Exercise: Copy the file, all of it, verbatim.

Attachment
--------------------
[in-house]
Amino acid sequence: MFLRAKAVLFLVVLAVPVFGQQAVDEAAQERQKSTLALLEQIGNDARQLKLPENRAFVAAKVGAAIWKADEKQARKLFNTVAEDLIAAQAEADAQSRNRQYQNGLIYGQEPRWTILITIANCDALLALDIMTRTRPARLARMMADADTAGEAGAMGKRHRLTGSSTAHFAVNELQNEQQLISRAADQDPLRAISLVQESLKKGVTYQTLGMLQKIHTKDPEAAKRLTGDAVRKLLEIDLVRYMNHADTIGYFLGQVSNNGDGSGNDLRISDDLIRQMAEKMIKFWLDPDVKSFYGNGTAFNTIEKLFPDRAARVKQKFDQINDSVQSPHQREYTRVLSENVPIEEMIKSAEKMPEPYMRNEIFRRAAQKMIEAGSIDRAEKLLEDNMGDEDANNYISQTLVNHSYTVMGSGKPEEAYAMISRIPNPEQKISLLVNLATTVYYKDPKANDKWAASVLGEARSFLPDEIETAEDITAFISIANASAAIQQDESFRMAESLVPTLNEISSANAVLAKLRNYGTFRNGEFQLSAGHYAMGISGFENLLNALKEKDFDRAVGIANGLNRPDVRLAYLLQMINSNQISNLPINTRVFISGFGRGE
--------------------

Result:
[in-house]
Amino acid sequence: MFLRAKAVLFLVVLAVPVFGQQAVDEAAQERQKSTLALLEQIGNDARQLKLPENRAFVAAKVGAAIWKADEKQARKLFNTVAEDLIAAQAEADAQSRNRQYQNGLIYGQEPRWTILITIANCDALLALDIMTRTRPARLARMMADADTAGEAGAMGKRHRLTGSSTAHFAVNELQNEQQLISRAADQDPLRAISLVQESLKKGVTYQTLGMLQKIHTKDPEAAKRLTGDAVRKLLEIDLVRYMNHADTIGYFLGQVSNNGDGSGNDLRISDDLIRQMAEKMIKFWLDPDVKSFYGNGTAFNTIEKLFPDRAARVKQKFDQINDSVQSPHQREYTRVLSENVPIEEMIKSAEKMPEPYMRNEIFRRAAQKMIEAGSIDRAEKLLEDNMGDEDANNYISQTLVNHSYTVMGSGKPEEAYAMISRIPNPEQKISLLVNLATTVYYKDPKANDKWAASVLGEARSFLPDEIETAEDITAFISIANASAAIQQDESFRMAESLVPTLNEISSANAVLAKLRNYGTFRNGEFQLSAGHYAMGISGFENLLNALKEKDFDRAVGIANGLNRPDVRLAYLLQMINSNQISNLPINTRVFISGFGRGE